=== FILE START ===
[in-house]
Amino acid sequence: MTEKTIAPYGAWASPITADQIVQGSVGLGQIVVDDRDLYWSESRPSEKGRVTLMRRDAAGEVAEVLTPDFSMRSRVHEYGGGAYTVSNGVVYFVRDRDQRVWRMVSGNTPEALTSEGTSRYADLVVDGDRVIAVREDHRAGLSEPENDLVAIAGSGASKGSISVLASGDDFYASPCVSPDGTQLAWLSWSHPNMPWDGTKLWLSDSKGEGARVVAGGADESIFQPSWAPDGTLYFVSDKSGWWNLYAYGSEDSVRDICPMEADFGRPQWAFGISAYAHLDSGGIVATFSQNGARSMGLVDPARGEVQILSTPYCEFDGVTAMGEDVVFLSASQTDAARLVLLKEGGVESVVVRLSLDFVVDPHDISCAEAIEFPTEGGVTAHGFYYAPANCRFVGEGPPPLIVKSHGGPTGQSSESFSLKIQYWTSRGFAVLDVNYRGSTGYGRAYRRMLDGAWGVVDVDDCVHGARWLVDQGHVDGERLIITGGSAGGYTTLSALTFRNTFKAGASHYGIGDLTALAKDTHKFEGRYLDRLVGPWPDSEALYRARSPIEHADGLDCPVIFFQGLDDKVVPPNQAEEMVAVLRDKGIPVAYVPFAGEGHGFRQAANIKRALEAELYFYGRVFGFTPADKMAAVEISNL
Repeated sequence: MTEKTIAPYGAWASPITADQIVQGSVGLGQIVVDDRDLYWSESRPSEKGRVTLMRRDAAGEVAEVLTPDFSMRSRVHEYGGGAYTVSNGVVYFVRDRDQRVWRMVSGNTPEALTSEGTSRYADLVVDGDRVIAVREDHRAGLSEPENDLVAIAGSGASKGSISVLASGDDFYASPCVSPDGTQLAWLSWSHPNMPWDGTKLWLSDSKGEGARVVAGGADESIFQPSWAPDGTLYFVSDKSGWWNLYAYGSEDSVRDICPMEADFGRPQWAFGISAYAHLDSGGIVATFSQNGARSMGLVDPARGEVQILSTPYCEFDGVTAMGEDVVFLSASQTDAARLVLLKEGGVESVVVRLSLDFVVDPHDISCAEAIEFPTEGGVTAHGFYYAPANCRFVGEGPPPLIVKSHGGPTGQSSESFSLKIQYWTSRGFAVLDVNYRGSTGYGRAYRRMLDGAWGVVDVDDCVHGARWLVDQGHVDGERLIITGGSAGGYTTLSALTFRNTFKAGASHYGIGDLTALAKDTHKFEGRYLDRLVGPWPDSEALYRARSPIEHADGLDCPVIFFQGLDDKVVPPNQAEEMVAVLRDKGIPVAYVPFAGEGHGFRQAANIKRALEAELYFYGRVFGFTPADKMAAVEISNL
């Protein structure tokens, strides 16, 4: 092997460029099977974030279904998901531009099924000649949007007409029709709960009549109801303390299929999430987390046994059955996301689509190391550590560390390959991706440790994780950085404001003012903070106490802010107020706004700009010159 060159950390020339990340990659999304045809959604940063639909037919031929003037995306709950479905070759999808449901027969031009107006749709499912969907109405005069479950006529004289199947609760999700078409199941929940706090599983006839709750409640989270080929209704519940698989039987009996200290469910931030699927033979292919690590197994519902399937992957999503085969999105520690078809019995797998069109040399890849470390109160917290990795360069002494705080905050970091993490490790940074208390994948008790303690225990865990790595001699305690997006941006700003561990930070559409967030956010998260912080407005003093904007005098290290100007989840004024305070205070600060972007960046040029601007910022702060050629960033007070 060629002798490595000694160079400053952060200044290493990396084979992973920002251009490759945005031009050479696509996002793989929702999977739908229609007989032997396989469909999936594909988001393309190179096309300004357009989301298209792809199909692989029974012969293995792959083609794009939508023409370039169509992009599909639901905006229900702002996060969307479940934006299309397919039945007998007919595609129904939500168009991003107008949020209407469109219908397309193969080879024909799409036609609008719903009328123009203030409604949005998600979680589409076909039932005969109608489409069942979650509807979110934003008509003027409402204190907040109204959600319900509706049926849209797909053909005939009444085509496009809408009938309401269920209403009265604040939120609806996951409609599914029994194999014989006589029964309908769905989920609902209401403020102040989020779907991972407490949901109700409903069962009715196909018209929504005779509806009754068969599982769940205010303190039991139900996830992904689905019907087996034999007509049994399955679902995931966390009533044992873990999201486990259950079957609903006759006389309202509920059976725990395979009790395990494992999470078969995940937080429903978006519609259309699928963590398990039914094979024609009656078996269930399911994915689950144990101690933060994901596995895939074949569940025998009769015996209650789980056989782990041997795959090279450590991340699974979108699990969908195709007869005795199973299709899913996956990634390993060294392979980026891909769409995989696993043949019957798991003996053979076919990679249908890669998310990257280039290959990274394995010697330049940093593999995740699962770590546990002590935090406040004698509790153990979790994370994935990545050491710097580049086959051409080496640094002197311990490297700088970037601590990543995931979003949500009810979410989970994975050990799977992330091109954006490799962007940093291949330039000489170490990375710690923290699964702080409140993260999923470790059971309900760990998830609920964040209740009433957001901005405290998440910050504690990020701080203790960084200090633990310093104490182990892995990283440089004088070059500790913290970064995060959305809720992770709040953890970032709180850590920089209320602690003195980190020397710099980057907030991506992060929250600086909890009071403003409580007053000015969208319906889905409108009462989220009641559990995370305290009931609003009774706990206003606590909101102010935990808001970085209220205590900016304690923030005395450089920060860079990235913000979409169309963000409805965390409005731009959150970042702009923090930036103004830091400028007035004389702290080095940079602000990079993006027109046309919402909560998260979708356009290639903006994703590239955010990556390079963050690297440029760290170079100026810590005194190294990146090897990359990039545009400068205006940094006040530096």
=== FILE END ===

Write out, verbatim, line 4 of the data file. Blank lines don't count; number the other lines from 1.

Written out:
């Protein structure tokens, strides 16, 4: 092997460029099977974030279904998901531009099924000649949007007409029709709960009549109801303390299929999430987390046994059955996301689509190391550590560390390959991706440790994780950085404001003012903070106490802010107020706004700009010159 060159950390020339990340990659999304045809959604940063639909037919031929003037995306709950479905070759999808449901027969031009107006749709499912969907109405005069479950006529004289199947609760999700078409199941929940706090599983006839709750409640989270080929209704519940698989039987009996200290469910931030699927033979292919690590197994519902399937992957999503085969999105520690078809019995797998069109040399890849470390109160917290990795360069002494705080905050970091993490490790940074208390994948008790303690225990865990790595001699305690997006941006700003561990930070559409967030956010998260912080407005003093904007005098290290100007989840004024305070205070600060972007960046040029601007910022702060050629960033007070 060629002798490595000694160079400053952060200044290493990396084979992973920002251009490759945005031009050479696509996002793989929702999977739908229609007989032997396989469909999936594909988001393309190179096309300004357009989301298209792809199909692989029974012969293995792959083609794009939508023409370039169509992009599909639901905006229900702002996060969307479940934006299309397919039945007998007919595609129904939500168009991003107008949020209407469109219908397309193969080879024909799409036609609008719903009328123009203030409604949005998600979680589409076909039932005969109608489409069942979650509807979110934003008509003027409402204190907040109204959600319900509706049926849209797909053909005939009444085509496009809408009938309401269920209403009265604040939120609806996951409609599914029994194999014989006589029964309908769905989920609902209401403020102040989020779907991972407490949901109700409903069962009715196909018209929504005779509806009754068969599982769940205010303190039991139900996830992904689905019907087996034999007509049994399955679902995931966390009533044992873990999201486990259950079957609903006759006389309202509920059976725990395979009790395990494992999470078969995940937080429903978006519609259309699928963590398990039914094979024609009656078996269930399911994915689950144990101690933060994901596995895939074949569940025998009769015996209650789980056989782990041997795959090279450590991340699974979108699990969908195709007869005795199973299709899913996956990634390993060294392979980026891909769409995989696993043949019957798991003996053979076919990679249908890669998310990257280039290959990274394995010697330049940093593999995740699962770590546990002590935090406040004698509790153990979790994370994935990545050491710097580049086959051409080496640094002197311990490297700088970037601590990543995931979003949500009810979410989970994975050990799977992330091109954006490799962007940093291949330039000489170490990375710690923290699964702080409140993260999923470790059971309900760990998830609920964040209740009433957001901005405290998440910050504690990020701080203790960084200090633990310093104490182990892995990283440089004088070059500790913290970064995060959305809720992770709040953890970032709180850590920089209320602690003195980190020397710099980057907030991506992060929250600086909890009071403003409580007053000015969208319906889905409108009462989220009641559990995370305290009931609003009774706990206003606590909101102010935990808001970085209220205590900016304690923030005395450089920060860079990235913000979409169309963000409805965390409005731009959150970042702009923090930036103004830091400028007035004389702290080095940079602000990079993006027109046309919402909560998260979708356009290639903006994703590239955010990556390079963050690297440029760290170079100026810590005194190294990146090897990359990039545009400068205006940094006040530096």